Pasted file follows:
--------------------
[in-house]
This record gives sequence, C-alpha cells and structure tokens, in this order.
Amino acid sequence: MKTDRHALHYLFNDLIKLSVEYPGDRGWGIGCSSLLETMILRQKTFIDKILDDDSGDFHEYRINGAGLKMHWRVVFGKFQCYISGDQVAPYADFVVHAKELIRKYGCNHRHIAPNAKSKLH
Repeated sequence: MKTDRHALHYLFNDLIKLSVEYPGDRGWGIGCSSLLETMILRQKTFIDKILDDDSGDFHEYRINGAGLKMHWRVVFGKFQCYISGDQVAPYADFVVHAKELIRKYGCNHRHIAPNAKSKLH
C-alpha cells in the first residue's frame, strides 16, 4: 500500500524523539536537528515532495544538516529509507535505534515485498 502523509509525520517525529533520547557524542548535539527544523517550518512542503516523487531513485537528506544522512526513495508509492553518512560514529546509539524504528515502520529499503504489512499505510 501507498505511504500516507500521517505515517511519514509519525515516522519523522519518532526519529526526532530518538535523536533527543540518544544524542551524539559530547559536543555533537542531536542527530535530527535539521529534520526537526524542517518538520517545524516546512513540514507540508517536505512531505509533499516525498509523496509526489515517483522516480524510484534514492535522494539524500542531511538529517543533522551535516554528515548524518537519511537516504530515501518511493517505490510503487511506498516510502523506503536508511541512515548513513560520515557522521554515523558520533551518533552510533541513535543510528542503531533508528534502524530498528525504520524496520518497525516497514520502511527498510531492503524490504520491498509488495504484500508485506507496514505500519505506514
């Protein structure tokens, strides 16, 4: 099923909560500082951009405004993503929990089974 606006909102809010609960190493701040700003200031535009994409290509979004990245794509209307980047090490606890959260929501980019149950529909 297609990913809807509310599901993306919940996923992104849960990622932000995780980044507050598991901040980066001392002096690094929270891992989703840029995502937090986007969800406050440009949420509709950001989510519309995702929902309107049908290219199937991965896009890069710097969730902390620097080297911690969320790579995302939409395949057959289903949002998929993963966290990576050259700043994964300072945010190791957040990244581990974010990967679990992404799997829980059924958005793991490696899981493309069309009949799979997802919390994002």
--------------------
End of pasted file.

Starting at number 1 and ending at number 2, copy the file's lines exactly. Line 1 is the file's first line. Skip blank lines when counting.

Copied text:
[in-house]
This record gives sequence, C-alpha cells and structure tokens, in this order.